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Once we had the basic infrastructure up to snuff, it was time to move onto phase two of the “reactivation”; substrate preparation. You see, most tree production in Perú is done in black, polyethylene bags that are filled with potting substrate (a variable mix of organic material, sand, and soil that you prepare). There is no Miracle Gro Potting Mix here in Perú!

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An example of the black, polyethylene tree germination bags

With the workers at the landfill, we spent one morning carefully mixing our potting substrate. Preparing a proper potting substrate is essential; the sand provides proper drainage, the organic material helps to retain humidity, and the soil provides nutrients as well as substance to the mixture. Every plant species requires a slightly different mixture according to its growth, ideal habitat, etc., and so the proper ratio is important. Too much sand, and the substrate could dry out quickly, too little sand, and the poor drainage could promote the growth of fungi. It took us a little while to find a mixture that seemed suitable, but in the end, I think our mixture consisted of a fairly even mixture of soil, humus (worm-produced organic material), and sand. Once the substrate was prepared, we had to disinfect it; a sterile potting mix is important so as to minimize the spread of disease and growth of fungi in the tree nursery. There are many methods to sterilizing potting mix, including roasting it in an over or cleansing it with boiling water, but due to the inaccessibility of those techniques, we settled for disinfection with an extremely mild bleach solution. Not the best, but not the worst either.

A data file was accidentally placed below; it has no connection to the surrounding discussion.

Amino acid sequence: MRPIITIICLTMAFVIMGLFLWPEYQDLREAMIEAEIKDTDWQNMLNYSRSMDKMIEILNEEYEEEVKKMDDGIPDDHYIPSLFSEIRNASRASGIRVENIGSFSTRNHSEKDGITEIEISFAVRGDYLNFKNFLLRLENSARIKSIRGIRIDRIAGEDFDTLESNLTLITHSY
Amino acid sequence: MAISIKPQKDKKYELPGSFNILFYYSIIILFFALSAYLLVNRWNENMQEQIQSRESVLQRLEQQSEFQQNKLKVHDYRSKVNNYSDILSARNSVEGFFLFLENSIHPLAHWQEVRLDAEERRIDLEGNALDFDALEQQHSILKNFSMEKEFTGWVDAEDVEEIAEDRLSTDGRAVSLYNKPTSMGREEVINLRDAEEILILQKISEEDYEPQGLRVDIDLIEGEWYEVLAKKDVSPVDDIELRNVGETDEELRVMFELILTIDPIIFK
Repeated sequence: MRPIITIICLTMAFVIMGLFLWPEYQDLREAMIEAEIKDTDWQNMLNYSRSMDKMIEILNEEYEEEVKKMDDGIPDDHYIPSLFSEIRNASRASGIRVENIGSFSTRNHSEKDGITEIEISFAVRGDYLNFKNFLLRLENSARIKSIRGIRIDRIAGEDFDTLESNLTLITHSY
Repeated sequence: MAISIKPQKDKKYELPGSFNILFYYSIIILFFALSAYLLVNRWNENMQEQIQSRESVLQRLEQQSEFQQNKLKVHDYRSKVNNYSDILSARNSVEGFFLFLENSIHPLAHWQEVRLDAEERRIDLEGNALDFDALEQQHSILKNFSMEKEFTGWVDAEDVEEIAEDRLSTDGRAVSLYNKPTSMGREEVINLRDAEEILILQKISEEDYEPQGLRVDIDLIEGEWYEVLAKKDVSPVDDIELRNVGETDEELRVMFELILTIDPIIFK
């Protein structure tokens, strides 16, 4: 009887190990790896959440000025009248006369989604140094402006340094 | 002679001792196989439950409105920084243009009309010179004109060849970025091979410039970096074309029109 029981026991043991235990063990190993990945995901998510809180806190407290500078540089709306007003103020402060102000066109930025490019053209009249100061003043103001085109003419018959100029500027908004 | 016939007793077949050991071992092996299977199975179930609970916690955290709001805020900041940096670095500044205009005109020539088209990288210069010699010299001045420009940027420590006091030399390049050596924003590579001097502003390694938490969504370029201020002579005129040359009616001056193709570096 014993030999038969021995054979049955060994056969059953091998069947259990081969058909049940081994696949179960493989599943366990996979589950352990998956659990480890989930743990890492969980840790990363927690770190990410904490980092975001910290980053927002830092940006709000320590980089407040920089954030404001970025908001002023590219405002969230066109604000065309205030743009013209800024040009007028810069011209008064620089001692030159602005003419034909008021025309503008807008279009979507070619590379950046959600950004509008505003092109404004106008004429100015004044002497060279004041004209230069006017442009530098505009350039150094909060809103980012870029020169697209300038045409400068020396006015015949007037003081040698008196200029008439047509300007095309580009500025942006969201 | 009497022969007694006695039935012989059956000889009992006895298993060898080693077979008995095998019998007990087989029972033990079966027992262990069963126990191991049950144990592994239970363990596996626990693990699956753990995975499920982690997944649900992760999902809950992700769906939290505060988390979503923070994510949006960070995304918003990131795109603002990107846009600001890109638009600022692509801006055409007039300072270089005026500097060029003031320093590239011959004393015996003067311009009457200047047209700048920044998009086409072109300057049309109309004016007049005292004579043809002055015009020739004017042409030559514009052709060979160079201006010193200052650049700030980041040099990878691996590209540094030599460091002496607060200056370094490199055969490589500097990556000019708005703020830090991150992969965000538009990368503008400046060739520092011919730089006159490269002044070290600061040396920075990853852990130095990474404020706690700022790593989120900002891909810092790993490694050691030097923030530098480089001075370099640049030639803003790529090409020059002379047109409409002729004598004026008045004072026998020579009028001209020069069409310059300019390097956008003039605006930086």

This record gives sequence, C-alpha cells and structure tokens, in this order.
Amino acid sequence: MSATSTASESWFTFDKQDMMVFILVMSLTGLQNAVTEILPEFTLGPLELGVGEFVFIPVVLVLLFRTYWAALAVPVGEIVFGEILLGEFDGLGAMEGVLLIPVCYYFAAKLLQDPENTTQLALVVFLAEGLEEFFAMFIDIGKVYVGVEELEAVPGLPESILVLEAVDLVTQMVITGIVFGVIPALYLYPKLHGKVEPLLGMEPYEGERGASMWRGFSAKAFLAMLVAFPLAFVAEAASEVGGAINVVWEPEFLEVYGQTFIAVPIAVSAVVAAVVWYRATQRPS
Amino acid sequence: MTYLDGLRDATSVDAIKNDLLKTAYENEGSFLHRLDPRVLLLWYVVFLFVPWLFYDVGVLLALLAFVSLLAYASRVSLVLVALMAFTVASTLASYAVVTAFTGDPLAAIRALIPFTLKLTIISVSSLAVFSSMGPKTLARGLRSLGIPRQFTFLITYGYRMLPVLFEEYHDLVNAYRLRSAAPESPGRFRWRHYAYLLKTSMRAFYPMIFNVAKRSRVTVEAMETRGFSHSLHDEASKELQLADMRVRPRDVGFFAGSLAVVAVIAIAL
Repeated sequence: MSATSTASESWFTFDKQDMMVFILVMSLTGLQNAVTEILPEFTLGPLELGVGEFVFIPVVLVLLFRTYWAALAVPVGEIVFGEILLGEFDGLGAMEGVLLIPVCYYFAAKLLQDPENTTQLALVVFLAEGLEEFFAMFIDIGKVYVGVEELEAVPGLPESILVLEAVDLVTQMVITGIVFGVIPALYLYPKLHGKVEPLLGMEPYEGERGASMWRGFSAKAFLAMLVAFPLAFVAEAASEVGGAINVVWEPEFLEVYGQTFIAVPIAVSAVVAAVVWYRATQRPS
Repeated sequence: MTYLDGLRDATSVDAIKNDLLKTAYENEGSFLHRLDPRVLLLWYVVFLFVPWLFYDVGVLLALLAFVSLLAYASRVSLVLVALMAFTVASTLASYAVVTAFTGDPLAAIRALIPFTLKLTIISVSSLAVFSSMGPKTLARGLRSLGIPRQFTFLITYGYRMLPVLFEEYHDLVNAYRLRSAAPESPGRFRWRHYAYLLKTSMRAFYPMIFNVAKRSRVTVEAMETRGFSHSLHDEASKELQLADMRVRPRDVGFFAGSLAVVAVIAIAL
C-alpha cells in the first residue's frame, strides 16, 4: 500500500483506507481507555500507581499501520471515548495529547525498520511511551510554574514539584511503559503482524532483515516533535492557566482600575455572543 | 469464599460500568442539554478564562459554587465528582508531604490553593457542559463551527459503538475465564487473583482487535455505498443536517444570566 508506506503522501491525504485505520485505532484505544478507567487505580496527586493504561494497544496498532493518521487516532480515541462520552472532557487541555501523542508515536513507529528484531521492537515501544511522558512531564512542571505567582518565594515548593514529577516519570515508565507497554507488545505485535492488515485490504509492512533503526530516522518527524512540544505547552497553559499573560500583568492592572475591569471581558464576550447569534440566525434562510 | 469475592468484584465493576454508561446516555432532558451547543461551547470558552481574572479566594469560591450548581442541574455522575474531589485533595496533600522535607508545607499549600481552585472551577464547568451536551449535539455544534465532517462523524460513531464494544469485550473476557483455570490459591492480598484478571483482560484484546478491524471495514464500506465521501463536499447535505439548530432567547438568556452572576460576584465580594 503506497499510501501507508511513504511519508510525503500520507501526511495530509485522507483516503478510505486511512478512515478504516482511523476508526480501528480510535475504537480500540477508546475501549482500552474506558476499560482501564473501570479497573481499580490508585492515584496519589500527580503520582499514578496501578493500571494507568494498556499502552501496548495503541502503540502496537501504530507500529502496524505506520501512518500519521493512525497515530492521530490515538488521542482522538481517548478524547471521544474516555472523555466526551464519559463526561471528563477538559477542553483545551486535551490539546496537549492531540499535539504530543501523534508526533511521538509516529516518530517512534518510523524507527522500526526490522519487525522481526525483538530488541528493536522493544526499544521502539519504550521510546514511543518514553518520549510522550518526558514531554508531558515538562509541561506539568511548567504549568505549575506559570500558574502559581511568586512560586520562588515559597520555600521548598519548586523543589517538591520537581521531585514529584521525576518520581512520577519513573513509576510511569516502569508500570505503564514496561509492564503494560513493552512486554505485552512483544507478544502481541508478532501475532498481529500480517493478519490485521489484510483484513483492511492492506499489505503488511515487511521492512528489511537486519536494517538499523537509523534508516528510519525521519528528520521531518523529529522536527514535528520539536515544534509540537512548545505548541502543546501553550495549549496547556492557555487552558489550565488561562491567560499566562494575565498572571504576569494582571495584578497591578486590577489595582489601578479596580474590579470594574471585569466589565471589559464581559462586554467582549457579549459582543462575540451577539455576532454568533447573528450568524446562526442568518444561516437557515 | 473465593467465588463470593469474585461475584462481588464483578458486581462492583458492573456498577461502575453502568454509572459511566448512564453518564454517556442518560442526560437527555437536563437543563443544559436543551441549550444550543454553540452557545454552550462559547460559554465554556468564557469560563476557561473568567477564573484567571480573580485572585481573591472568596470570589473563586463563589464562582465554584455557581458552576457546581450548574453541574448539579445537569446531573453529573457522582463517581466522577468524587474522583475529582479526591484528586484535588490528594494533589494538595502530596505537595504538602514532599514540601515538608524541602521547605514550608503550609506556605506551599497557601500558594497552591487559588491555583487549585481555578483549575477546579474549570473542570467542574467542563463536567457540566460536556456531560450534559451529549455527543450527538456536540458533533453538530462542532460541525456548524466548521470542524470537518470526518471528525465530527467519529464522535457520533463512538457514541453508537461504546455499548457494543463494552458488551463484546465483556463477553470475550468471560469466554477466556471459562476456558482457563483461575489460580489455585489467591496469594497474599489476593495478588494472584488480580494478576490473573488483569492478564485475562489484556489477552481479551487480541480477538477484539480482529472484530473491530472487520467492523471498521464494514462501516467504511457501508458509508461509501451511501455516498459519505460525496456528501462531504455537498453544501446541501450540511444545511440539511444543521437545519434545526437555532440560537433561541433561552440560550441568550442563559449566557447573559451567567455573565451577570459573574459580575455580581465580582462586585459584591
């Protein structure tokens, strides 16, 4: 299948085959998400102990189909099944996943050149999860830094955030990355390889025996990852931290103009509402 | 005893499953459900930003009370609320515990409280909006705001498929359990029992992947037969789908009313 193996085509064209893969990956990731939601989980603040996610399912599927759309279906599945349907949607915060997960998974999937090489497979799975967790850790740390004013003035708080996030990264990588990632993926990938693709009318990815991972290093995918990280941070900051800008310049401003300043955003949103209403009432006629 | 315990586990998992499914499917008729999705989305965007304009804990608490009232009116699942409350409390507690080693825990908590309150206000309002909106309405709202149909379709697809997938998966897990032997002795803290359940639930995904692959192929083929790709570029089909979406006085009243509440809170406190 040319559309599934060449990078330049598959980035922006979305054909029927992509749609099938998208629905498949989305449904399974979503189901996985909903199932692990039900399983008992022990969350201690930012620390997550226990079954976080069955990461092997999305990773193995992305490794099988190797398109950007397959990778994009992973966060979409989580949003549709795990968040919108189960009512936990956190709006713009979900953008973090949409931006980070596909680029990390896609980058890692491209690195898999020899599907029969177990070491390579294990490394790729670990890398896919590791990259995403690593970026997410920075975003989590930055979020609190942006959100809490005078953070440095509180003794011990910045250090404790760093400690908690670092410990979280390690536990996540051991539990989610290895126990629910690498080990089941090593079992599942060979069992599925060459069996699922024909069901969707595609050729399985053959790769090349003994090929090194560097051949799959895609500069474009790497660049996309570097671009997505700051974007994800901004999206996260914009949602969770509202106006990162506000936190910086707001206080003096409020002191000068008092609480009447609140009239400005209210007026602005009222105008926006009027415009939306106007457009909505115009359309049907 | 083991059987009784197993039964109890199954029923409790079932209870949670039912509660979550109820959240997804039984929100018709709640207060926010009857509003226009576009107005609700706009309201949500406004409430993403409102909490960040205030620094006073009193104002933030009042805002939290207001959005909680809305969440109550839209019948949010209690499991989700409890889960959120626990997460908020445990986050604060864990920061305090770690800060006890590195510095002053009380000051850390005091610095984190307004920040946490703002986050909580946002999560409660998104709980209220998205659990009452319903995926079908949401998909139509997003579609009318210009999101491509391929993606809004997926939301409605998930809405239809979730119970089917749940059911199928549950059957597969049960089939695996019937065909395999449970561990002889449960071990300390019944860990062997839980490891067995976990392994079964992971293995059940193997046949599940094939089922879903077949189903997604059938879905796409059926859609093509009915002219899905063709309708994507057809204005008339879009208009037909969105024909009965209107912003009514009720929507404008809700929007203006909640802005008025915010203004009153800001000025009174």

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Sand on the left, soil/humus on the right
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Mixing the soil, humus, and sand, and adding a bit of water
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More mixing

 

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Disinfecting the substrate with the bleach solution

With the substrate all prepared, I worked with the Club Verde to begin filling germination bags and it was VERY SLOW. I think we managed to fill about 100-150 over 2-3 hours (some dogs later knocked over all of bags we had filled, so our toiling had been meaningless). Something needed to change. In the following days, we struck gold! A local business that produces blueberries threw out a few thousand black plastic germination containers that we could use to instead of germination bags. We were able to fill several hundred of these containers in the time it took us to fill only 100 germination bags. In total, we ended up filling about 1300 containers with substrate, which would equate to 1300 trees assuming all the seeds germinated and grew.

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The containers and bags filled with substrate- they erected a temporary “fence” to keep animals out
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Leveling out the germination beds